February 6, 2020
The Walt Disney Company chief executive Bob Iger said that Disney+ has more than doubled its subscription base in three months, from 10 million at its November launch to 28.6 million as of this week, stating that this has “exceed[ed] even our greatest expectations.” He revealed that Disney’s older programming has been as popular as its new original content, adding that 65 percent of subscribers who watched “The Mandalorian” watched 10 other movies/shows on the service. The next season of “The Mandalorian” debuts in November.
The Wall Street Journal reports that, according to Iger, “about 20 percent of Disney+ subscribers signed up through a partnership with Verizon Communications,” which offered a free year of the service to unlimited data customers. Disney+ now competes with Amazon Prime, Apple TV+ and, of course, Netflix, the latter of which took five years to reach 28 million subscribers, in late 2012.
Later in 2020, Comcast’s Peacock and AT&T’s HBO Max will join the streaming TV field. Netflix now has 167 million subscribers, but costs more ($12.99 per month for its most popular plan) than Disney+, which costs $6.99. Viewers can bundle Disney+ with Disney-owned Hulu and ESPN+ for $12.99 per month.
Disney+ is currently available in Australia, Canada, the Netherlands and New Zealand, in addition to the U.S. The studio’s film division saw revenue and profit “more than doubled” that of the same period a year ago. Its global box office hit a record $11 billion, beating 2016’s record $7.6 billion.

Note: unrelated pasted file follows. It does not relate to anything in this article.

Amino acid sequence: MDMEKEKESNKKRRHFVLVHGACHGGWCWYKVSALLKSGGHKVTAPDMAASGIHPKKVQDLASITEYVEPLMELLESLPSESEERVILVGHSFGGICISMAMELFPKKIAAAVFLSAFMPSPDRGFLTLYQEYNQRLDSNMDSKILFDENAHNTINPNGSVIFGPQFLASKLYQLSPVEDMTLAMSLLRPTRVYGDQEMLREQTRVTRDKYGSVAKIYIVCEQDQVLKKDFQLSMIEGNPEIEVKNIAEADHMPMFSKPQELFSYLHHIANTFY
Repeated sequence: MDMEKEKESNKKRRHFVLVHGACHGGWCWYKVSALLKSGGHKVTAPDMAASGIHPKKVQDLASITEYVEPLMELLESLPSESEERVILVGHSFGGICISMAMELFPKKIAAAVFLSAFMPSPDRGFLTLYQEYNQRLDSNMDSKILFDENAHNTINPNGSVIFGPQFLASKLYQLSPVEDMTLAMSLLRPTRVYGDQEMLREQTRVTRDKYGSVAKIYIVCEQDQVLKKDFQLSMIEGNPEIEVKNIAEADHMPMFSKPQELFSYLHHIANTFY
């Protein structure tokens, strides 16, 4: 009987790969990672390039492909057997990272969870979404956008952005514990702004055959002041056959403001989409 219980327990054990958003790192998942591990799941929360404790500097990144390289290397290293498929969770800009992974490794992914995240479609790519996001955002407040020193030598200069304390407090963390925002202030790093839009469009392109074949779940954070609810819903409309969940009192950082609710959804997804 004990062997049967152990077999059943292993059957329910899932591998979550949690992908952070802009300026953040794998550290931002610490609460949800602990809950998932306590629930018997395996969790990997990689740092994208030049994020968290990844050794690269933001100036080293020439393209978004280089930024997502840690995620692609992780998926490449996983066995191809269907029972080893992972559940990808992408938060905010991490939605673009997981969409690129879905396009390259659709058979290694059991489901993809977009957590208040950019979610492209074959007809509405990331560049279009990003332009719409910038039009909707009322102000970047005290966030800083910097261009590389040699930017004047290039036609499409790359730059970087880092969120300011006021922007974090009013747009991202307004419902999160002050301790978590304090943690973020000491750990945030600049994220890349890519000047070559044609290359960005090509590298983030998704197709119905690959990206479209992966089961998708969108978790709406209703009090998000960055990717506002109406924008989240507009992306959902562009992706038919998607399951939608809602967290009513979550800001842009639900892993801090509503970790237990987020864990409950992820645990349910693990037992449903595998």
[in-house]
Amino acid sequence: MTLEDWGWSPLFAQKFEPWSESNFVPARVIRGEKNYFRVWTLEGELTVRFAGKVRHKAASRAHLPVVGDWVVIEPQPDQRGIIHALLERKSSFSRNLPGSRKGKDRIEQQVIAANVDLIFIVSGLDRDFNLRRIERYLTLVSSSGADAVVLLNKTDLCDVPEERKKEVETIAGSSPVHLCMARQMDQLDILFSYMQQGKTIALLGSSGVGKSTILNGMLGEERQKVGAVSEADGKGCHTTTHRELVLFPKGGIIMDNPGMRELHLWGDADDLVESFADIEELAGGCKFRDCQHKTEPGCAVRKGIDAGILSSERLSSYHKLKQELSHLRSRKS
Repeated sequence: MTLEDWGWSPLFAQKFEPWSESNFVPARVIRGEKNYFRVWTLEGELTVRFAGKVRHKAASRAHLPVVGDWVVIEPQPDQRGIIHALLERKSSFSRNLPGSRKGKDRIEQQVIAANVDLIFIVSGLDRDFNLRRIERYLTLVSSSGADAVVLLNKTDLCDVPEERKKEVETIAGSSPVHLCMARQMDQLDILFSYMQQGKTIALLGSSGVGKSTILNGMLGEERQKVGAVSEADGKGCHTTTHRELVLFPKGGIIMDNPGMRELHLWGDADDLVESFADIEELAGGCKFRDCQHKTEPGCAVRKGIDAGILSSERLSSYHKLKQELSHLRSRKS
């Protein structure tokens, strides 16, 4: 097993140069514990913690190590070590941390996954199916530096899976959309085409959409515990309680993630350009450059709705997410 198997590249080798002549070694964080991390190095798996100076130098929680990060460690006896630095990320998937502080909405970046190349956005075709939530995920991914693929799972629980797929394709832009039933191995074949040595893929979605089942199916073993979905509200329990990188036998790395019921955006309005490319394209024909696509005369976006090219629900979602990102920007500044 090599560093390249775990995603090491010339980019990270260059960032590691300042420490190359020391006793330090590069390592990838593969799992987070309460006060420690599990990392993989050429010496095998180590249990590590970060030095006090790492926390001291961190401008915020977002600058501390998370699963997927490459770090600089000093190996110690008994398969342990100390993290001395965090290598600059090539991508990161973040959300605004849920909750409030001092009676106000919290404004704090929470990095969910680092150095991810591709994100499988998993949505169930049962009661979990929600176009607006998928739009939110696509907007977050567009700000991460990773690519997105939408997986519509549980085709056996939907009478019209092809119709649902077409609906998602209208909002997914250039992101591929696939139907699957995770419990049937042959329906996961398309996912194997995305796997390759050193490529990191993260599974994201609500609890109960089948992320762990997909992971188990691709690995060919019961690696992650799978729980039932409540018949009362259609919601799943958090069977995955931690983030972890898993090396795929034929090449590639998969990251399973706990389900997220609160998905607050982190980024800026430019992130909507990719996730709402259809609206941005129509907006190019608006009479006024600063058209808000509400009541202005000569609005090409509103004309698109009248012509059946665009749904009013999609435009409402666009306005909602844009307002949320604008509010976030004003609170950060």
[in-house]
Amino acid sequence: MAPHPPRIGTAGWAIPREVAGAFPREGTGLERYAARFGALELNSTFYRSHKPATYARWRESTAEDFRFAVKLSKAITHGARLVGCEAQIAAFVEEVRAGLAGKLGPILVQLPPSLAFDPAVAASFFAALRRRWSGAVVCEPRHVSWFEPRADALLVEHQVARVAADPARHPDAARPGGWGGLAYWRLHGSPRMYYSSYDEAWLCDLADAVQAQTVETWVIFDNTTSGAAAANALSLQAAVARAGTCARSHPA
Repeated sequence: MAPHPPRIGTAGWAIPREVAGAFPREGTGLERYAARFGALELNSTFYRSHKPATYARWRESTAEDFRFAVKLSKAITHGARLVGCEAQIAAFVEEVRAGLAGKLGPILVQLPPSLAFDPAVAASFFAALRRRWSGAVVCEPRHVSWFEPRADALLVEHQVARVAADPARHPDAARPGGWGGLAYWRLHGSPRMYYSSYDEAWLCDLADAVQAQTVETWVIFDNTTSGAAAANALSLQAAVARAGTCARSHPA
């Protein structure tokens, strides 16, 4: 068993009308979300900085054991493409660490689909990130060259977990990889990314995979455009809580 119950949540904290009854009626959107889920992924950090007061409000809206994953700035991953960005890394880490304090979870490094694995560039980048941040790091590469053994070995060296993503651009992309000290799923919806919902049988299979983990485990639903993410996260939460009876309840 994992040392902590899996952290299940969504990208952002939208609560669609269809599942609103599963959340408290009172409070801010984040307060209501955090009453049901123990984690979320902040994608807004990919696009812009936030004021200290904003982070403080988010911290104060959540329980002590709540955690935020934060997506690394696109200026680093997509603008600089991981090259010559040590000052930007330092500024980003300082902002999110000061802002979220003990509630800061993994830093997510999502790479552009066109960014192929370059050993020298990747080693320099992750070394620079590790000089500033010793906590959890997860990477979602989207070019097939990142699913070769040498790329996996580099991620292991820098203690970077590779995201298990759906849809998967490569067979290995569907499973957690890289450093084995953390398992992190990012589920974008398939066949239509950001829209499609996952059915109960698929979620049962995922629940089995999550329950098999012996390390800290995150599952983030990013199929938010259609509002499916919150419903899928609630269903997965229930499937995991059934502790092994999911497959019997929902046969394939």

The New York Times reports that, “for the most recent quarter, Disney’s theme park division had operating income of $2.3 billion, a 9 percent increase from the same period a year earlier … [and] Walt Disney Studios delivered $948 million in operating profit, an increase of more than 100 percent from a year earlier.” “Frozen II,” which earned $1.4 billion, and “Star Wars: The Rise of Skywalker,” which has taken in $1.1 billion,” along with “Toy Story 4” raised “Disney’s consumer products business by 25 percent.”
Media Networks, which includes ESPN and ABC, “reported operating income of about $1.6 billion, a 23 percent increase,” in part due to the recent acquisition of National Geographic and FX networks. But Disney’s streaming division, which includes ESPN+ and Hulu, suffered an operating loss of about $693 million, “which was not as bad as most analysts had anticipated.” At the same time, Hulu’s subscription base rose 33 percent from a year ago, to 30.6 million.
The success in launching Disney+ “has prompted Disney to accelerate the service’s rollout overseas,” first “in Britain, France, Germany, Spain, Italy and a handful of other European countries starting on March 24” and then in India on March 29.
Bloomberg reports that Disney is taking greater control of Hulu. According to Antenna Analytics, bundling Hulu with Disney+ and ESPN+ “accounted for a significant share of Hulu sign-ups in 2019.” Sources said that this “helped Hulu grow twice as fast as Netflix in the U.S. last year.” Beginning March, “Hulu will add hit shows from the catalog of Disney’s FX Networks and release original series produced by that cable TV outlet.”